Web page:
Plus, he's been sued by John Boehner, the Speaker of the House. The Republican Boehner filed an invasion-of-privacy suit against McDermott after a Florida couple leaked an illegally recorded cellphone call to McDermott in 1997.
Boehner, then-House Speaker New Gingrich and others were caught on tape hashing out how to spin an ethics settlement against Gingrich. McDermott, the lead Democrat on the House Ethics Committee, invited two newspaper reporters to listen to it, setting off a long court saga and ultimately racking up $1.1 million in legal fees.
Jim Hardtke, a retired criminal investigator in Edmonds, is chagrined that "Baghdad Jim" will become his new representative.
"He strikes me as someone who'd rather be out on the streets protesting than working in Congress," Hardtke said.
A Republican, Hardtke was hardly keen on his former congressman, Democrat Jay Inslee, who resigned from his House seat in March to campaign for governor full time. But at least with Inslee, Hardtke said, "I don't remember anything he did that really upset me."
Political observers say McDermott can afford to be an iconoclast.
He has won all his 12 House races in wipeouts. His narrowest general-election victory was in 1990, when he garnered 72 percent of the vote. Only once has a current member of the state's congressional delegation topped that — Dicks in 1976.
Democratic consultant Blair Butterworth argues that McDermott's far-left ideology simply reflects the will of his constituents. Among the nation's white-majority congressional districts, the 7th is far and away the most liberal, as measured by voting in the 2004 and 2008 presidential elections, according to the Cook Partisan Voting Index.
McDermott's chief challenger this election is Andrew Hughes, a 30-year-old Seattle tax lawyer who calls himself a progressive Democrat. Hughes has sunk $68,000 of his own money into the campaign.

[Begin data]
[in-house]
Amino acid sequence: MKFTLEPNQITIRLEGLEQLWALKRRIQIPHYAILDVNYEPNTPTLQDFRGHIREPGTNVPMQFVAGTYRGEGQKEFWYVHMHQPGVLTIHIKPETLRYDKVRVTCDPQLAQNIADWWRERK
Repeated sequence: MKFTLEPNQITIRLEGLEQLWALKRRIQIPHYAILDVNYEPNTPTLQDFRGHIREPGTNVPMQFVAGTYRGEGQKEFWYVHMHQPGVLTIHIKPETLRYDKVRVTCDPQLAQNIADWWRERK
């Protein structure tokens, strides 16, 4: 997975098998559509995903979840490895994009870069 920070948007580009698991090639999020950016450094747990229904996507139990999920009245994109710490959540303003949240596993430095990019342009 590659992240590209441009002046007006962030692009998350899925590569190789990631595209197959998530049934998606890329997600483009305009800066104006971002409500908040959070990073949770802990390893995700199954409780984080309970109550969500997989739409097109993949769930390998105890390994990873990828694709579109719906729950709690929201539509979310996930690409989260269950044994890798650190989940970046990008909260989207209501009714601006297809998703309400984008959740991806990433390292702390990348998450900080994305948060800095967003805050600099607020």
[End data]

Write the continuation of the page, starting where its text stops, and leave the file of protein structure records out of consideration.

"A centrist Democrat would not win the 7th District," said Butterworth, a close McDermott friend.
Interest in Africa
The rap on McDermott, however, is that he sometimes shortchanges those same voters in pursuit of idiosyncratic interests, including a lifelong passion for Africa and the developing world.
Last year, for instance, he took a $15,000 congressional tour to Rwanda and Congo, funded with a grant from the Gates Foundation. On his trip disclosure form, McDermott explained that learning about maternal and child health there would benefit research projects at the University of Washington in his district.
McDermott also can seem more engaged in crafting grand policy than prosaic matters such as, say, transit concerns in Shoreline. His name doesn't come up often at City Hall. And he's not known for aggressively pushing for local projects the way Sen. Patty Murray and Dicks do as members of appropriations committees.
McDermott plans to introduce yet another iteration of his single-payer health plan, the 10th consecutive session of Congress he has done so. This time, the bill would amend the federal health-care law to give states the option to largely supplant private insurers such as Premera and Regence and set up their own publicly funded health systems.